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Philippines: Clashes kill 3 communist rebels, 1 soldier

Philippines: Clashes kill 3 communist rebels, 1 soldier
Encounters in southern Mindanao come days after President-elect Duterte offered cabinet posts to Communist Party

By Roy Ramos

ZAMBOANGA CITY, the Philippines (AA) – The Philippines’ military confirmed Thursday the death of three leftist rebels and one soldier in a series of clashes, just days after President-elect Rodrigo Duterte offered cabinet posts to the Communist Party of the Philippines (CPP).

Capt. Rhyan Batchar, 10th Infantry Division spokesman, said in a text message that three clashes broke out in two provinces of troubled southern Mindanao island that known to be strongholds of the New People’s Army (NPA), the CPP’s armed wing.

In the first encounter, a two-hour exchange of fire started at 1.55 p.m. (0555GMT) Wednesday in the sub-village of Booy in Davao Del Norte province, leaving two NPA members and a soldier of the 60th Infantry Battalion dead.

Around an hour later, a clash broke out in Laak town in neighboring Compostela Valley province, but did not result in any casualties.

The third encounter occurred at 5.50 p.m. and left another rebel dead in Booy, according to Batchar.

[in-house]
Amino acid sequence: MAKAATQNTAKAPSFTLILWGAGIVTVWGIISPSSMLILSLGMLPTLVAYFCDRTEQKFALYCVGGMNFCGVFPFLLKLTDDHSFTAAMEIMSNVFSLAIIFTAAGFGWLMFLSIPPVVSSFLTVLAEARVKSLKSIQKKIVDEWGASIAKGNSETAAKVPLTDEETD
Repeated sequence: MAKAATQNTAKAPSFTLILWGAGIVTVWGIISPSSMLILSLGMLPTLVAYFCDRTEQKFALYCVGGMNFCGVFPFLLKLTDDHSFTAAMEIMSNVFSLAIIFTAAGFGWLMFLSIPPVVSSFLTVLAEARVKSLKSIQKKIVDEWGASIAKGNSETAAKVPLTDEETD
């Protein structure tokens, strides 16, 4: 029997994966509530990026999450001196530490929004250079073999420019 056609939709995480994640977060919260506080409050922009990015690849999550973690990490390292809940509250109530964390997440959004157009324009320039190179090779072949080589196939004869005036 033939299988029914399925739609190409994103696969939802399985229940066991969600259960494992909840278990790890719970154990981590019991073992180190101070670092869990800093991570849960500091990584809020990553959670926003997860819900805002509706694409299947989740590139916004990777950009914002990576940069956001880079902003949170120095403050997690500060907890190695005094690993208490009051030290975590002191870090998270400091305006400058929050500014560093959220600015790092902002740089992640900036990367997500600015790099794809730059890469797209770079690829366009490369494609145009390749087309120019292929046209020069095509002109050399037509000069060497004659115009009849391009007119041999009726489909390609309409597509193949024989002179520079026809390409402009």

A number of weapons were reportedly recovered after the battles, including several automatic rifles, at least three improvised explosive devices, a 200-meter (656-foot) detonating cord, blasting caps and “subversive" documents.

Since March 1969, the NPA has been waging one of Asia’s longest running insurgencies, mainly in the poorest regions of the Philippines.

According to government figures, the conflict has claimed around 40,000 lives, including more than 3,000 in the last eight years alone.

In his first press conference since winning the May 9 election, Duterte announced Monday that he would consider offering the CPP posts in the Department of Agrarian Reform, Department of Environment and Natural Resources, Department of Labor and Employment and the Department of Social Welfare and Development.

Before the polls, Duterte had invited the CPP’s exiled founder -- Jose Maria Sison, his former professor at a Manila university -- back to the Philippines.

Sison, 77, currently resides in the Netherlands, having fled to Europe after peace talks with the Philippine government failed in 1987.

He has said he looks forward to the acceleration of peace negotiations, a ceasefire, the release of all “political prisoners” and his return home.

The military estimates that the number of NPA members has dropped from a peak of 26,000 in the 1980s to less than 4,000.

In 2010, outgoing President Benigno Aquino III revived peace talks with the CPP, but shelved them in 2013, accusing the rebels -- who demanded the release of detained comrades -- of insincerity in efforts to achieve a political settlement.

Duterte is set to assume office June 30.

source: News Feed
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